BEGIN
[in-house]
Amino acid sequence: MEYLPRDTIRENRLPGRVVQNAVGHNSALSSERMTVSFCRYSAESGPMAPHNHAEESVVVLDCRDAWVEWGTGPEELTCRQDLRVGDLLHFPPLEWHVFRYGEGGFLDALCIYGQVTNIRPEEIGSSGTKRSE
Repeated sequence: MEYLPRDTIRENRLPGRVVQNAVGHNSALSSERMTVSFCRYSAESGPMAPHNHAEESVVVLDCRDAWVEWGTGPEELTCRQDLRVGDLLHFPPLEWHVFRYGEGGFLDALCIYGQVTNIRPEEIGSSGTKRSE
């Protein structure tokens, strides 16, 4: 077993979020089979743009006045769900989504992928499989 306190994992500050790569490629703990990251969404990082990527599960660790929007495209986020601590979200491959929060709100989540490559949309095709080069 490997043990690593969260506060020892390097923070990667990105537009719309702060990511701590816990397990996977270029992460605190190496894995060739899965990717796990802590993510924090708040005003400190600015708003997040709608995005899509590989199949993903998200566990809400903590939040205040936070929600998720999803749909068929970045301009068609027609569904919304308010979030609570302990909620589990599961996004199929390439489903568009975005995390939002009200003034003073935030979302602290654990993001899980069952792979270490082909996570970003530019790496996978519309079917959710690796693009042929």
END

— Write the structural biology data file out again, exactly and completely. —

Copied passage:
[in-house]
Amino acid sequence: MEYLPRDTIRENRLPGRVVQNAVGHNSALSSERMTVSFCRYSAESGPMAPHNHAEESVVVLDCRDAWVEWGTGPEELTCRQDLRVGDLLHFPPLEWHVFRYGEGGFLDALCIYGQVTNIRPEEIGSSGTKRSE
Repeated sequence: MEYLPRDTIRENRLPGRVVQNAVGHNSALSSERMTVSFCRYSAESGPMAPHNHAEESVVVLDCRDAWVEWGTGPEELTCRQDLRVGDLLHFPPLEWHVFRYGEGGFLDALCIYGQVTNIRPEEIGSSGTKRSE
């Protein structure tokens, strides 16, 4: 077993979020089979743009006045769900989504992928499989 306190994992500050790569490629703990990251969404990082990527599960660790929007495209986020601590979200491959929060709100989540490559949309095709080069 490997043990690593969260506060020892390097923070990667990105537009719309702060990511701590816990397990996977270029992460605190190496894995060739899965990717796990802590993510924090708040005003400190600015708003997040709608995005899509590989199949993903998200566990809400903590939040205040936070929600998720999803749909068929970045301009068609027609569904919304308010979030609570302990909620589990599961996004199929390439489903568009975005995390939002009200003034003073935030979302602290654990993001899980069952792979270490082909996570970003530019790496996978519309079917959710690796693009042929």